Bloating Adverse effects related to sedation (aspiration) Induction of chronic diseases based on alterations in the gut microbiota (e.g., obesity, diabetes, atherosclerosis, IBD, colon cancer, nonalcoholic fatty liver disease, IBS, asthma, autism)
Flatulence Transmission of enteric pathogens
Diarrhea Peritonitis in a patient undergoing peritoneal dialysis
Constipation Pneumonia
Borborygmus IBD flares
Transient fever

HIV, human immunodeficiency virus; IBD, inflammatory bowel disease; IBS, irritable bowel syndrome.


1. Hooper LV, Littman DR, Macpherson AJ. Interactions between the microbiota and the immune system. Science 2012;336:1268–1273.
crossref pmid pmc
2. Xu MQ, Cao HL, Wang WQ, et al. Fecal microbiota transplantation broadening its application beyond intestinal disorders. World J Gastroenterol 2015;21:102–111.
crossref pmid pmc
3. Smits LP, Bouter KE, de Vos WM, Borody TJ, Nieuwdorp M. Therapeutic potential of fecal microbiota transplantation. Gastroenterology 2013;145:946–953.
crossref pmid
4. Borody TJ, Warren EF, Leis S, Surace R, Ashman O. Treatment of ulcerative colitis using fecal bacteriotherapy. J Clin Gastroenterol 2003;37:42–47.
crossref pmid
5. Zhang F, Luo W, Shi Y, Fan Z, Ji G. Should we standardize the 1,700-year-old fecal microbiota transplantation? Am J Gastroenterol 2012;107:1755.
crossref pmid pdf
6. Brandt LJ, Aroniadis OC, Mellow M, et al. Long-term follow-up of colonoscopic fecal microbiota transplant for recurrent Clostridium difficile infection. Am J Gastroenterol 2012;107:1079–1087.
crossref pmid pdf
7. Eiseman B, Silen W, Bascom GS, Kauvar AJ. Fecal enema as an adjunct in the treatment of pseudomembranous enterocolitis. Surgery 1958;44:854–859.
8. Drekonja D, Reich J, Gezahegn S, et al. Fecal microbiota transplantation for clostridium difficile infection: a systematic review. Ann Intern Med 2015;162:630–638.
crossref pmid
9. Human Microbiome Project Consortium. Structure, function and diversity of the healthy human microbiome. Nature 2012;486:207–214.
crossref pmid pmc pdf
10. Qin J, Li R, Raes J, et al. A human gut microbial gene catalogue established by metagenomic sequencing. Nature 2010;464:59–65.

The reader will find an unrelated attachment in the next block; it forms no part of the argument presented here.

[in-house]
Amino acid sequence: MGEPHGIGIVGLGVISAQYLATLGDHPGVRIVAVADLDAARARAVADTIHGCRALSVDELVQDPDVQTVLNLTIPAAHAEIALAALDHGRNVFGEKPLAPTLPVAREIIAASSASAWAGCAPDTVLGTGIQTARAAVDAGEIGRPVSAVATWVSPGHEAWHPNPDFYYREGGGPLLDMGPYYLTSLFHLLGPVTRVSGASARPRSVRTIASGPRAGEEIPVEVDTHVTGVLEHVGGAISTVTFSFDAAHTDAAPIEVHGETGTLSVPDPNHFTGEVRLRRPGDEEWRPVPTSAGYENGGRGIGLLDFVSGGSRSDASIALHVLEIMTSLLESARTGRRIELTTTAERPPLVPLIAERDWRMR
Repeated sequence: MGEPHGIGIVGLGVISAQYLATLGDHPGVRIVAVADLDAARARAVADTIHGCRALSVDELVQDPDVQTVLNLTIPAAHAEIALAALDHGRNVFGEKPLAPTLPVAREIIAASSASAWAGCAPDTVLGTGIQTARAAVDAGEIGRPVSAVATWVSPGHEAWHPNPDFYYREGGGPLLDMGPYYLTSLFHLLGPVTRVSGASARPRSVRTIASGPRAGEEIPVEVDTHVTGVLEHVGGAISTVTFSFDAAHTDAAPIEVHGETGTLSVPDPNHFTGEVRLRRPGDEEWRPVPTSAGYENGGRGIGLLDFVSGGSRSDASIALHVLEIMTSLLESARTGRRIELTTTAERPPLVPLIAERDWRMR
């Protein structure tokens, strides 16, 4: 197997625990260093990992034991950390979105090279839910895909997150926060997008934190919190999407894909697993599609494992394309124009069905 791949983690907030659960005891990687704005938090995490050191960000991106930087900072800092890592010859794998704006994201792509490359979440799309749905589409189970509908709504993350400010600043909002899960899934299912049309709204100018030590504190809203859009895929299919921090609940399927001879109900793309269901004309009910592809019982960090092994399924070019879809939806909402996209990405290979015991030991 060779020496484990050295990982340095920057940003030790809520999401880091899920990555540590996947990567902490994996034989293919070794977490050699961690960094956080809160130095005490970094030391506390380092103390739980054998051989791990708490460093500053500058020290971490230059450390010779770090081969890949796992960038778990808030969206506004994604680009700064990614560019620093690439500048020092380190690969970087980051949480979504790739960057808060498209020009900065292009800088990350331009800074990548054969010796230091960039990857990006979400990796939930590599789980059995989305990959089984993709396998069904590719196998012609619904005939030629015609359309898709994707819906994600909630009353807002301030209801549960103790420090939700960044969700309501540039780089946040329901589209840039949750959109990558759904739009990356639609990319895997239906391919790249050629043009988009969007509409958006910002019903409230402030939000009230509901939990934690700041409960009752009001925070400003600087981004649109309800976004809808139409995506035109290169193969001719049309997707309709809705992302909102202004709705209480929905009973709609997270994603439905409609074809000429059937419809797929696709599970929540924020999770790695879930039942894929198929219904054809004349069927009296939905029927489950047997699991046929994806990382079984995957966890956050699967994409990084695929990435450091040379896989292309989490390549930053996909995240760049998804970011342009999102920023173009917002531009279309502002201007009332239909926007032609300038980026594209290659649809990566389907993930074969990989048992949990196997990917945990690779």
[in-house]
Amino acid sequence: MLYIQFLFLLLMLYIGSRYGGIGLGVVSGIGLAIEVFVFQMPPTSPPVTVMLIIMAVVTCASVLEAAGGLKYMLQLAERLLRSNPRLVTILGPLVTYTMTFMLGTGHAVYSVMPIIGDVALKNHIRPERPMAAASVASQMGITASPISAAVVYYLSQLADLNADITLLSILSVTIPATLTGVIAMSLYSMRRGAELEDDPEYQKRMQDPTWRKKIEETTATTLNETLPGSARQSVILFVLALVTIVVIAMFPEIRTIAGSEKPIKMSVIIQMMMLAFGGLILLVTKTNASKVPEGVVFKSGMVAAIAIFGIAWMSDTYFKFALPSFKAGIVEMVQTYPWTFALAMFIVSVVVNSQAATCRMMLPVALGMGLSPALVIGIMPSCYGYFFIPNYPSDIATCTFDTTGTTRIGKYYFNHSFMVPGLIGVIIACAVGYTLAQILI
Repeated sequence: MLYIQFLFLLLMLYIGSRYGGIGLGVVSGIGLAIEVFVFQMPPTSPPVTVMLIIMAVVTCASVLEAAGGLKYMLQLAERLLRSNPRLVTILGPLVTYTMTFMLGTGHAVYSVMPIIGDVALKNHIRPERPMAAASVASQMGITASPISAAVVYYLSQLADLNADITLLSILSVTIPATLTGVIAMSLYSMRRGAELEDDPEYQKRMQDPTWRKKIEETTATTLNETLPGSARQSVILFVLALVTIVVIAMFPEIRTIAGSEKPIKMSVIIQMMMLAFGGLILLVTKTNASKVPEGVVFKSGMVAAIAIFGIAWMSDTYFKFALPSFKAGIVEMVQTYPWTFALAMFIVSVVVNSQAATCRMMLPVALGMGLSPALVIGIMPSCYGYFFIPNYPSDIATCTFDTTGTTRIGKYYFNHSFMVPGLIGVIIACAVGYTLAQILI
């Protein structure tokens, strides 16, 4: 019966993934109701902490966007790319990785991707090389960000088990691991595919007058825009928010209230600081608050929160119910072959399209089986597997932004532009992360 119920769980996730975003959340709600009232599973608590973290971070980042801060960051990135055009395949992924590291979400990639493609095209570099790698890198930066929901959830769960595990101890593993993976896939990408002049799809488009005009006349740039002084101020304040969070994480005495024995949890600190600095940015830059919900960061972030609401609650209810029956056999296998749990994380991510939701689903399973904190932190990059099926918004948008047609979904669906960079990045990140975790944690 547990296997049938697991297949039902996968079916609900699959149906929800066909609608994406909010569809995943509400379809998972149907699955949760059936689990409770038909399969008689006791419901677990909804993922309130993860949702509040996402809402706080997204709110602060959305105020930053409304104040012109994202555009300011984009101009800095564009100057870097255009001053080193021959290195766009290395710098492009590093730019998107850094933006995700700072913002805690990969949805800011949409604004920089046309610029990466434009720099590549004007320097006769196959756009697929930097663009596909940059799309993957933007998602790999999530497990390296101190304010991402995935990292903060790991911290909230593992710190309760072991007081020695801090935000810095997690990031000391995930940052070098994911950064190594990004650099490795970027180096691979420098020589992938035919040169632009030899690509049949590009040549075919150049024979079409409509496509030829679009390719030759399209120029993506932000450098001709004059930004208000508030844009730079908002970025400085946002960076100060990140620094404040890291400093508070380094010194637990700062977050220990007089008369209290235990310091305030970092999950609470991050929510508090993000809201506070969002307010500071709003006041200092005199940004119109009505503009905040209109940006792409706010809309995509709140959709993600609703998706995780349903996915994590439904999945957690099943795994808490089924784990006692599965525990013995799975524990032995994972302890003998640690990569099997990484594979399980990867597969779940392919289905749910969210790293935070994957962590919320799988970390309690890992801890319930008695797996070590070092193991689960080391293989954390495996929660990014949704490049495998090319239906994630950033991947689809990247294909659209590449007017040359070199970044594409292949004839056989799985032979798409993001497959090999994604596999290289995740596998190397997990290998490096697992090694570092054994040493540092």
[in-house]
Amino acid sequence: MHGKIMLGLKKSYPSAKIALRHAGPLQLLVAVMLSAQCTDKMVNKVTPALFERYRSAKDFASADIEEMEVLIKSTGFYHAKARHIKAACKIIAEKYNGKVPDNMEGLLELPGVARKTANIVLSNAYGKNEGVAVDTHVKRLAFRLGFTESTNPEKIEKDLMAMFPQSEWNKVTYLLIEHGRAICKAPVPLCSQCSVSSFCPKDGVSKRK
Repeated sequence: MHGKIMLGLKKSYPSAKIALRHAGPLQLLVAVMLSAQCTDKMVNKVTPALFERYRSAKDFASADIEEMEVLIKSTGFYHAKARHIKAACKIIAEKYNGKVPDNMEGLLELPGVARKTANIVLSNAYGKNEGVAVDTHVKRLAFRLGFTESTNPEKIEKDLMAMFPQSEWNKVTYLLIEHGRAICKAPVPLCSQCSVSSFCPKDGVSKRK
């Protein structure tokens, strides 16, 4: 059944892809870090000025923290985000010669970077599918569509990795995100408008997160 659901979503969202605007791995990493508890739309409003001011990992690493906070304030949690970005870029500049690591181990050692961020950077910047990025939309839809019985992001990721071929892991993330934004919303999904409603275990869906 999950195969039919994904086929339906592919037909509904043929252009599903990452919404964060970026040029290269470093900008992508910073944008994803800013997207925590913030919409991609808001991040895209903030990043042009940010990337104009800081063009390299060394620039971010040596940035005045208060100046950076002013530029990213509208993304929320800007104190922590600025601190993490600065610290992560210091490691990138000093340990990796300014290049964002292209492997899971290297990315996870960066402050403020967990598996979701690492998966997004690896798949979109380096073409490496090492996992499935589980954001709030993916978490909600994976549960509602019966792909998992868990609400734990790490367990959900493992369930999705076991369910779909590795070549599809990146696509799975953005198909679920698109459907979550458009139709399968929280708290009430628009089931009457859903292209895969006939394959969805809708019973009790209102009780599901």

crossref pmid pmc pdf
11. Sommer F, Bäckhed F. The gut microbiota: masters of host development and physiology. Nat Rev Microbiol 2013;11:227–238.
crossref pmid pdf
12. Britton RA, Young VB. Role of the intestinal microbiota in resistance to colonization by Clostridium difficile. Gastroenterology 2014;146:1547–1553.
crossref pmid pmc
13. Sullivan A, Edlund C, Nord CE. Effect of antimicrobial agents on the ecological balance of human microflora. Lancet Infect Dis 2001;1:101–114.
crossref pmid
14. Khoruts A, Dicksved J, Jansson JK, Sadowsky MJ. Changes in the composition of the human fecal microbiome after bacteriotherapy for recurrent Clostridium difficile-associated diarrhea. J Clin Gastroenterol 2010;44:354–360.
crossref pmid
15. Borgia G, Maraolo AE, Foggia M, Buonomo AR, Gentile I. Fecal microbiota transplantation for Clostridium difficile infection: back to the future. Expert Opin Biol Ther 2015;15:1001–1014.
crossref pmid
16. Cammarota G, Ianiro G, Cianci R, Bibbò S, Gasbarrini A, Currò D. The involvement of gut microbiota in inflammatory bowel disease pathogenesis: potential for therapy. Pharmacol Ther 2015;149:191–212.
crossref pmid
17. Frank DN, St Amand AL, Feldman RA, Boedeker EC, Harpaz N, Pace NR. Molecular-phylogenetic characterization of microbial community imbalances in human inflammatory bowel diseases. Proc Natl Acad Sci U S A 2007;104:13780–13785.
crossref pmid pmc
18. Manichanh C, Borruel N, Casellas F, Guarner F. The gut microbiota in IBD. Nat Rev Gastroenterol Hepatol 2012;9:599–608.
crossref pmid pdf
19. Wang ZK, Yang YS, Chen Y, Yuan J, Sun G, Peng LH. Intestinal microbiota pathogenesis and fecal microbiota transplantation for inflammatory bowel disease. World J Gastroenterol 2014;20:14805–14820.
crossref pmid pmc
20. Colman RJ, Rubin DT. Fecal microbiota transplantation as therapy for inflammatory bowel disease: a systematic review and meta-analysis. J Crohns Colitis 2014;8:1569–1581.
crossref pmid pmc
21. Bartlett JG, Chang TW, Gurwith M, Gorbach SL, Onderdonk AB. Antibiotic-associated pseudomembranous colitis due to toxin-producing clostridia. N Engl J Med 1978;298:531–534.
crossref pmid
22. van Nood E, Vrieze A, Nieuwdorp M, et al. Duodenal infusion of donor feces for recurrent Clostridium difficile. N Engl J Med 2013;368:407–415.
crossref pmid
23. Youngster I, Sauk J, Pindar C, et al. Fecal microbiota transplant for relapsing Clostridium difficile infection using a frozen inoculum from unrelated donors: a randomized, open-label, controlled pilot study. Clin Infect Dis 2014;58:1515–1522.
crossref pmid pmc
24. Gough E, Shaikh H, Manges AR. Systematic review of intestinal microbiota transplantation (fecal bacteriotherapy) for recurrent Clostridium difficile infection. Clin Infect Dis 2011;53:994–1002.
crossref pmid pdf
25. Debast SB, Bauer MP, Kuijper EJ; European Society of Clinical Microbiology and Infectious Diseases. European Society of Clinical Microbiology and Infectious Diseases: update of the treatment guidance document for Clostridium difficile infection. Clin Microbiol Infect 2014;20 Suppl 2:1–26.
26. Surawicz CM, Brandt LJ, Binion DG, et al. Guidelines for diagnosis, treatment, and prevention of Clostridium difficile infections. Am J Gastroenterol 2013;108:478–498.